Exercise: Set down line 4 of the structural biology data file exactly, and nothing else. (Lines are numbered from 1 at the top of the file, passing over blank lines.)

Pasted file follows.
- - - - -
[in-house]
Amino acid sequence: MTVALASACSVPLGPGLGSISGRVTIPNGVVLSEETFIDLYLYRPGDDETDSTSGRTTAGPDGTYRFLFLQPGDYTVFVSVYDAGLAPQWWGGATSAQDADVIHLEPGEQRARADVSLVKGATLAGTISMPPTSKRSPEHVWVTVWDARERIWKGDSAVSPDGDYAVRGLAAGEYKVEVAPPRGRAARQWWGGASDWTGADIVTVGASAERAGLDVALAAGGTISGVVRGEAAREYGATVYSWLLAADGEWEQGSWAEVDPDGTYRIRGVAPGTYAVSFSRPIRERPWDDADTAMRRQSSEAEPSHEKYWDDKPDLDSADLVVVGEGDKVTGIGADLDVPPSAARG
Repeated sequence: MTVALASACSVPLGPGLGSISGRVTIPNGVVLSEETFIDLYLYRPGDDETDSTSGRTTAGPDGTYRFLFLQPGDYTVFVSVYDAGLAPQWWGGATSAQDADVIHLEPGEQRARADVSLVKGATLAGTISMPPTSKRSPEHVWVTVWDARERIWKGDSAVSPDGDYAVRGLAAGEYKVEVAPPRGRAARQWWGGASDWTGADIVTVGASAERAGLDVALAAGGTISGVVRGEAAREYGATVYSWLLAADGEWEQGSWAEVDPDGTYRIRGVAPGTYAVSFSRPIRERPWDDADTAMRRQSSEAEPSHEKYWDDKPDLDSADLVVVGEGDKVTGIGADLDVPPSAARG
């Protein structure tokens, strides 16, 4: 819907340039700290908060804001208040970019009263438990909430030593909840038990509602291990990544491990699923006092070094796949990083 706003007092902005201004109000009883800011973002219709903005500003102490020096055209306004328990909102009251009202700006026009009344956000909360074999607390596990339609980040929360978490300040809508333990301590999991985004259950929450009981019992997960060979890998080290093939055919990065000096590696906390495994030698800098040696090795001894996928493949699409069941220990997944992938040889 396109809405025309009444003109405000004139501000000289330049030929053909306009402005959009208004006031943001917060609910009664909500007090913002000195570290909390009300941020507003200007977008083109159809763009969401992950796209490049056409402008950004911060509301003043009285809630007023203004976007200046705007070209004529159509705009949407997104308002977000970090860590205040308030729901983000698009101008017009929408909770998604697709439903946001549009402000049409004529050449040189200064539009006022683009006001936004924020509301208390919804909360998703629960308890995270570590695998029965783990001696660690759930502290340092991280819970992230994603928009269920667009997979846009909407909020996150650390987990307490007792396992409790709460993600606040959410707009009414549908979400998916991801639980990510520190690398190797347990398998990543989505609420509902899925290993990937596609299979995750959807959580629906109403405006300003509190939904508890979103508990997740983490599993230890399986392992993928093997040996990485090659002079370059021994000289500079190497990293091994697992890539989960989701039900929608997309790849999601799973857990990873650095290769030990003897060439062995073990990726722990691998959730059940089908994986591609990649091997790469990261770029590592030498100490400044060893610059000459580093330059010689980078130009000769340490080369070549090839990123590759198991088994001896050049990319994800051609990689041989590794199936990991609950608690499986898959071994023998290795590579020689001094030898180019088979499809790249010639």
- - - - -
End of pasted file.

């Protein structure tokens, strides 16, 4: 819907340039700290908060804001208040970019009263438990909430030593909840038990509602291990990544491990699923006092070094796949990083 706003007092902005201004109000009883800011973002219709903005500003102490020096055209306004328990909102009251009202700006026009009344956000909360074999607390596990339609980040929360978490300040809508333990301590999991985004259950929450009981019992997960060979890998080290093939055919990065000096590696906390495994030698800098040696090795001894996928493949699409069941220990997944992938040889 396109809405025309009444003109405000004139501000000289330049030929053909306009402005959009208004006031943001917060609910009664909500007090913002000195570290909390009300941020507003200007977008083109159809763009969401992950796209490049056409402008950004911060509301003043009285809630007023203004976007200046705007070209004529159509705009949407997104308002977000970090860590205040308030729901983000698009101008017009929408909770998604697709439903946001549009402000049409004529050449040189200064539009006022683009006001936004924020509301208390919804909360998703629960308890995270570590695998029965783990001696660690759930502290340092991280819970992230994603928009269920667009997979846009909407909020996150650390987990307490007792396992409790709460993600606040959410707009009414549908979400998916991801639980990510520190690398190797347990398998990543989505609420509902899925290993990937596609299979995750959807959580629906109403405006300003509190939904508890979103508990997740983490599993230890399986392992993928093997040996990485090659002079370059021994000289500079190497990293091994697992890539989960989701039900929608997309790849999601799973857990990873650095290769030990003897060439062995073990990726722990691998959730059940089908994986591609990649091997790469990261770029590592030498100490400044060893610059000459580093330059010689980078130009000769340490080369070549090839990123590759198991088994001896050049990319994800051609990689041989590794199936990991609950608690499986898959071994023998290795590579020689001094030898180019088979499809790249010639």